The mother-in-law is a figure men and women all love to hate.
She interferes. She is jealous. She is manipulating. She feeds the kids sweets and lets them use the iPad. She wants to turn her son against you. She comes to visit unexpectedly and tries to take over. She criticises your relationship with her precious, faultless son, plus she rolls her eyes at your parenting skills.
In short, she is a nightmare.
However, she is a wonderful tool for jokes.
The danger in using the mother-in-law for enjoyment is immense. Women know only too well how cruel our stereotyping has been over the centuries, and how difficult it has been to break the perceptions.
Single women were desperate, married ones evolved into nags and ‘helicopter mums’; as stepmothers we were cruel and vindictive.
Women are still trying to feel proud of their sexuality and still trying to put a stop to slut-shaming. It goes on and on.
But the mother-in-law is still fair game, and cops it worse than anyone, when in reality she often deserves it the least.
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Recently, my only son got his first girlfriend. Lucas and I have always had a very close relationship emotionally and intellectually. Our journey through life together was one of travel, education and fun.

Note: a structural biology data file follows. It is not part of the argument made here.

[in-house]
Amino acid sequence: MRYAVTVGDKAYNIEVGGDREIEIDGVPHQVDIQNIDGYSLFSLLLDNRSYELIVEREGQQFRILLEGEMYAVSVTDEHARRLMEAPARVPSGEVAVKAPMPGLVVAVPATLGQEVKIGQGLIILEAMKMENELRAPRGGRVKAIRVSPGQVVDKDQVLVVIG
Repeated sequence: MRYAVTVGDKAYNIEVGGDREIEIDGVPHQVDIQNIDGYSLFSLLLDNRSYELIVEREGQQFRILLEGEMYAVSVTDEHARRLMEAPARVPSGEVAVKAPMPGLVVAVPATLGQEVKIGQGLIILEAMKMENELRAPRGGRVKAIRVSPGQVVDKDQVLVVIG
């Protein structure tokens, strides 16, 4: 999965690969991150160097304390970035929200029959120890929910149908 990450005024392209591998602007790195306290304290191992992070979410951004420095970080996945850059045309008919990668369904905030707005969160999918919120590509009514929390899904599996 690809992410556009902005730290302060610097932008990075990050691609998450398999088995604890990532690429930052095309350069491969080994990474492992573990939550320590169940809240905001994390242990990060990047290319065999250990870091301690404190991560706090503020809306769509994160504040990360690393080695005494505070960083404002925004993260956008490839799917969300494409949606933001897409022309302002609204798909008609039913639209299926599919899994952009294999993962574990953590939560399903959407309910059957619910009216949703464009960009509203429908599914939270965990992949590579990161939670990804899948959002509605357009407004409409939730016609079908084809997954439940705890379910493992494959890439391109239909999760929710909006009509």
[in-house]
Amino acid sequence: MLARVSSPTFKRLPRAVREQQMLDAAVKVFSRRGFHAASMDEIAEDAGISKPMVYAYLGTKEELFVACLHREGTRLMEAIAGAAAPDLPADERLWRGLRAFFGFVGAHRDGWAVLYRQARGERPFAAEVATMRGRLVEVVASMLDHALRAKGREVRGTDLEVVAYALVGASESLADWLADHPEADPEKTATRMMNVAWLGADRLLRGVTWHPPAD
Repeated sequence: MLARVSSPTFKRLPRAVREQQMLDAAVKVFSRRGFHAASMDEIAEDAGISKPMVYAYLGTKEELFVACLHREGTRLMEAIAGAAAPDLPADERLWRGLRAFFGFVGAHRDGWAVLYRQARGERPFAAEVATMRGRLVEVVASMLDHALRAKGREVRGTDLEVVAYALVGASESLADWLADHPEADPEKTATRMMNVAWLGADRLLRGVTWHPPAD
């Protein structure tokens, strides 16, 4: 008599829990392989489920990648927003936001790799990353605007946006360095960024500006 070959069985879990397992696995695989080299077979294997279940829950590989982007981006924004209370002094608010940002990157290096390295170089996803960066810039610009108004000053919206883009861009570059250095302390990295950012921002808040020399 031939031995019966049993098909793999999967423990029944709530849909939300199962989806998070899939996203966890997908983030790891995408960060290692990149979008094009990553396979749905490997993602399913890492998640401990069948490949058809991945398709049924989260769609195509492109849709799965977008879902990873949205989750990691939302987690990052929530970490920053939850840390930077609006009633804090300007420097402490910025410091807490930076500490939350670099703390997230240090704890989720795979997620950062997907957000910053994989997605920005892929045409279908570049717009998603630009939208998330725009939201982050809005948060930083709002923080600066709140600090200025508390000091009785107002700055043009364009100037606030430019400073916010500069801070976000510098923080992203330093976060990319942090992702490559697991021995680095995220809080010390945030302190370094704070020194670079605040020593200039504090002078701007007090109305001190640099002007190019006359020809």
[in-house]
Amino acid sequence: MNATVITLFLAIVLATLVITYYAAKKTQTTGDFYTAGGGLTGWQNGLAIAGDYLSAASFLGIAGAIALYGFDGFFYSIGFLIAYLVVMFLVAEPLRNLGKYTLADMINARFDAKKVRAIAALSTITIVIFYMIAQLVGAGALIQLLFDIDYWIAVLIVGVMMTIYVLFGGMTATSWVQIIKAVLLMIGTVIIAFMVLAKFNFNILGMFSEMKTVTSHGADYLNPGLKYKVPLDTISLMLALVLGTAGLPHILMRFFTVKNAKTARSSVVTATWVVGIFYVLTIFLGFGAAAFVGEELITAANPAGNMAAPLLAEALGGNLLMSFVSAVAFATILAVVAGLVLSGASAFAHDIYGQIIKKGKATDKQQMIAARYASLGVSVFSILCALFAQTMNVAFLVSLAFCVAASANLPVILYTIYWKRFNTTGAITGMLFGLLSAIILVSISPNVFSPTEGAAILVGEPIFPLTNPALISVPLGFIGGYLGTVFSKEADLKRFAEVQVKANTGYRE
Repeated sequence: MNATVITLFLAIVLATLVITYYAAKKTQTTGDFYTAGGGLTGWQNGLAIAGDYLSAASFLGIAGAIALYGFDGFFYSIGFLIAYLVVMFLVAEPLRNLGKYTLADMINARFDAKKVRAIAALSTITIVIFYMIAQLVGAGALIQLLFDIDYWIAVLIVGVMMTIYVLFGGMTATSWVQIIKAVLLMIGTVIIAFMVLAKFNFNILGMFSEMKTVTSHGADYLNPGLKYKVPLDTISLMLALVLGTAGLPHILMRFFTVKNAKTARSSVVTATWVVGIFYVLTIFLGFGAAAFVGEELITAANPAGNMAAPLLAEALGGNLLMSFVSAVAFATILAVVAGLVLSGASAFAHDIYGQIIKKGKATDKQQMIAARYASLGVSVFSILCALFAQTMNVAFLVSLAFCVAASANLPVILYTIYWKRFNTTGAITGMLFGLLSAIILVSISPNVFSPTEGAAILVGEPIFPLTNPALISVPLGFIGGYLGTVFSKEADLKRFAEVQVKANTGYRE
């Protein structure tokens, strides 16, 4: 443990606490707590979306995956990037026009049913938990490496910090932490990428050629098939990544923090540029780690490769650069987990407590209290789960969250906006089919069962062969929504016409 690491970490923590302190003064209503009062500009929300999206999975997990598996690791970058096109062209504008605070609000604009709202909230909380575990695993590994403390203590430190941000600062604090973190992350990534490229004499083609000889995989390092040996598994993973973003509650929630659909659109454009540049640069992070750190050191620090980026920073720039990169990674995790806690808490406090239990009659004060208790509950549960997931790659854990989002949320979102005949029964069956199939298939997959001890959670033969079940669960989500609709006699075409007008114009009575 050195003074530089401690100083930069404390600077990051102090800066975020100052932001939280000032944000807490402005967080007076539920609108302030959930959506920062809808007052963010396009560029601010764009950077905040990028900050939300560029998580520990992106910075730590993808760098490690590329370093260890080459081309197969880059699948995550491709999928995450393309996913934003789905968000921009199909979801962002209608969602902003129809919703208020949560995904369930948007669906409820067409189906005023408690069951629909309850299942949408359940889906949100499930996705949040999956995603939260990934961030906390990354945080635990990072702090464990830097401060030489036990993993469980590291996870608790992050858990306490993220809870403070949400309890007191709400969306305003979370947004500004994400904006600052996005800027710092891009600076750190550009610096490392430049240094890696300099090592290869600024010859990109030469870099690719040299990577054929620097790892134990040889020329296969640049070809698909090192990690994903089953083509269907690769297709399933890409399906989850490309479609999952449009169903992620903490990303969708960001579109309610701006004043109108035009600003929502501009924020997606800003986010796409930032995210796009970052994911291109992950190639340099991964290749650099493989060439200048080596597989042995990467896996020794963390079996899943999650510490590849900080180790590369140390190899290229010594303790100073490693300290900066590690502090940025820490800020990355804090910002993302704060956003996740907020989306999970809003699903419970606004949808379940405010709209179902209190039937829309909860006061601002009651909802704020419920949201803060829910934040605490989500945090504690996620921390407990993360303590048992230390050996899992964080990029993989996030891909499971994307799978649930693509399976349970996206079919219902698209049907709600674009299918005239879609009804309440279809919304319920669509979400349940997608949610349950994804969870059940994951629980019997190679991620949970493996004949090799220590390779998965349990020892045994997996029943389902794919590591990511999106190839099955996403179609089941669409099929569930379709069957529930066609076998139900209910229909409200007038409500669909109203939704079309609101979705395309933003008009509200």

His switching of affection to a new person came as a huge shock to me - a shock and loss which I had to suffer privately.
My instincts told me to befriend the girlfriend, and this proved to be fraught with difficulty, as she too was feeling threatened by the ‘power’ I still held over her boyfriend.
Naturally, she wanted him for herself. I shared my angst with a very good friend, who I trusted with my pain, as she and I had shared similar problems throughout our marriages and parenting.
Her automatic reaction was to see my situation as an interfering jealous mother-in-law problem, and laughed it off. This cut me so deeply.
I loved my son and still wanted the best for him. I had tried my hardest to befriend his girlfriend. I was crying each night at the feeling of loss of a person I had nurtured through every trauma of his life.